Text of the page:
#6. Porter’s Value Chain


Porter’s Value Chain analyzes the various generic value adding activities of an organization i.e primary and secondary. The primary activities include Inbound Logistics, Operations, Outbound Logistics, Marketing & Sales, Service whilst the secondary activities include Procurement, Technology Development, Human Resources Management and Firm Infrastructure.

The enterprise may improve its value adding activities to seek competitive advantage globally for example the use of IT and e-Procurement may help improve efficiency of inbound logistics whilst hiring a dedicated distribution company to supply products to customers may improve Outbound Logistics.

#7. Porter’s Diamond Model


Micheal Porter proposed this model on the assumption that certain Nations or industries within a Nation have competitive advantage on a global scale courtesy some local factor conditions available to them.

Porters Diamond Model assumes the following four determinants of National Competitive Advantage.

Factor Conditions:

The factor conditions are usually cheap raw materials, skilled workforce, knowledge resources and infrastructure etc. The more factor conditions a Nation possess the higher is the global competitive advantage.

Demand Conditions:

The high demand and market share in local markets helps drive growth, innovation and competitive advantage on a global scale. The export revenue streams won’t largely effect business if it is operating successfully in home market giving it a competitive edge.

Relating and Supporting Industry:

If relating and supportive industries in a country are more competitive they will help drive cost efficient availability of resources and open doors for more innovative approach which will indirectly help a business gain some advantage on a global scale.

Firm Strategy, Structure and Rivalry:

The structure and rivalry of a business will help it gain some competitive advantage on a global scale.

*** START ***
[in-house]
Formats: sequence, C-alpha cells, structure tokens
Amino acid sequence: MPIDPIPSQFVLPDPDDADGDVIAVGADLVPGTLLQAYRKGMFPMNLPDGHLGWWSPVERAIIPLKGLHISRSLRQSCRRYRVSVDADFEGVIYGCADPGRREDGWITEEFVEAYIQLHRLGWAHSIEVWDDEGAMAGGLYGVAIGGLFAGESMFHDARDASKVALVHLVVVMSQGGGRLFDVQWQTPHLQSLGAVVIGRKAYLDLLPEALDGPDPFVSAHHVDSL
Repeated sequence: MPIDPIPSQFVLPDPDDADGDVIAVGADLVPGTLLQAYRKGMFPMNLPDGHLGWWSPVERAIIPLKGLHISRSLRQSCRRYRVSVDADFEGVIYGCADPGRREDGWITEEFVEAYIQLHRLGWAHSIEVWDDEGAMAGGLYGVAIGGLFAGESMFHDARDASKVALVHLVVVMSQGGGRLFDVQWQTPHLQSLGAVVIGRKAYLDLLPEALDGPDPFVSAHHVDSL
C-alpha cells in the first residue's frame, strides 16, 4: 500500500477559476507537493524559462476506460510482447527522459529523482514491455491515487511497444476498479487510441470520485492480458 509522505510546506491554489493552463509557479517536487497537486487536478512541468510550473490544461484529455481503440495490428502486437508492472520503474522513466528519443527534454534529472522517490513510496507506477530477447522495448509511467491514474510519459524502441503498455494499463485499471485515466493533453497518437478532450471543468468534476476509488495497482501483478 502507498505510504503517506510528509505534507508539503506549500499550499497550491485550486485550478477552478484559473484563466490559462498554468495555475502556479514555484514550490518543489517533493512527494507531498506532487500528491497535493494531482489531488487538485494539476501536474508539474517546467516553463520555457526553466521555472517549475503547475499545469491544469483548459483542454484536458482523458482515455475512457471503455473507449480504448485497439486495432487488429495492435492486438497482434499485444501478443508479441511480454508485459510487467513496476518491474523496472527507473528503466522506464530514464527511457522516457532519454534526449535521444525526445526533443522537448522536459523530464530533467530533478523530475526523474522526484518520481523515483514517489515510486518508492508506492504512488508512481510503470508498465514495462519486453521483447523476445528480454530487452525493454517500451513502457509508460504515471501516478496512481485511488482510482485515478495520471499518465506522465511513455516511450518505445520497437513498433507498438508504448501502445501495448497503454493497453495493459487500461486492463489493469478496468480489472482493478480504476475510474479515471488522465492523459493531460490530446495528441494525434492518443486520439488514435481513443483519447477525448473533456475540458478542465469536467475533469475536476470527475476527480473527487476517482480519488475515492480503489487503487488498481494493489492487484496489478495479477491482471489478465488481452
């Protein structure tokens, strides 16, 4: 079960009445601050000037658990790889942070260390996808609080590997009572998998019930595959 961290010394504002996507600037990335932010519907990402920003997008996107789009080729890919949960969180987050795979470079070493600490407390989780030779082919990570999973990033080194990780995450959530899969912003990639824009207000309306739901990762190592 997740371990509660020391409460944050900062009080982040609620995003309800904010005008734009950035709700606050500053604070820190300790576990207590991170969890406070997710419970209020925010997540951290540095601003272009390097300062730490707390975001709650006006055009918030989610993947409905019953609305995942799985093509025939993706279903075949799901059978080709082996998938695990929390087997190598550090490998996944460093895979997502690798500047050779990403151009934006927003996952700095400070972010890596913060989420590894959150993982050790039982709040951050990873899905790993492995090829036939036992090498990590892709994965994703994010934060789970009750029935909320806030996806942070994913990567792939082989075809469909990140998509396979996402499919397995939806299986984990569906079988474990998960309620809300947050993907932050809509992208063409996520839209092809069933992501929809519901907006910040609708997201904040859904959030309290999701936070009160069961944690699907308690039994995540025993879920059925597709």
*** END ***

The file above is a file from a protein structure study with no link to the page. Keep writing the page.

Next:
In a nutshell, Porter’s Diamond Model help entrepreneurs figure out the favorable conditions that exist in their country and also helps exploiting new factors to gain competitive advantage globally

#8. Porter’s Five Forces


Porter’s Five Forces model proposed by Micheal Porter assumes that there are five forces which have a strong effect upon a business. These five forces are Customers, Suppliers, Competitors, New Entrants and Substitute Products. The goal is to achieve high bargaining power i.e the ability to influence the decisions.

For example if a business has just a single supplier than it has a high switching cost and the supplier will have a high bargaining power (imposing his decisions upon the business) but on the other hand if there are 20 suppliers of the same raw materials than each supplier has low switching cost and business is in a strong position to acquire raw materials at a favorable price (high bargaining power).

In the same manner lower the number of customers, higher is their switching costs and business is in a weak position to charge high prices but if customers are scattered and large in volumes than the business in a strong position to charge discretionary prices for its products.

Just think higher the number of competitors, higher the risk of loss in revenue, the more new entrants the more chances of losing market share and more the number of substitute products better chances for a profitable product turning obsolete or Dog Product.

#9. SWOT Model


SWOT model is probably the most common, useful and well known model for the strategic planning of a business. It involves analyzing internal and external environment of business to judge the viability of a new project or a business venture.

SWOT Model analyzes the strengths and weaknesses (the factors internal to a business that can be influenced by decisions from business leaders), while threats and opportunities (external factors upon which business has no control) posing towards a business.

#10. Mckinsey 7S Model


McKinsey 7S model is a strategic analysis model that considers all aspects of an organisation. It is useful for ensuring that you consider all aspects of the organisation when identifying its strengths and weaknesses. The 7S stand for: Structure, Systems, Style, Staff, Skills, Strategy and Shared Values.

In short these Business Analysis Models are useful for decision making by business leaders and must not be overlooked when seeking a business change.

The Author

Abdul Rahman

Idea Inventor, Internet Ninja, Food Maniac & An Avid Blogger.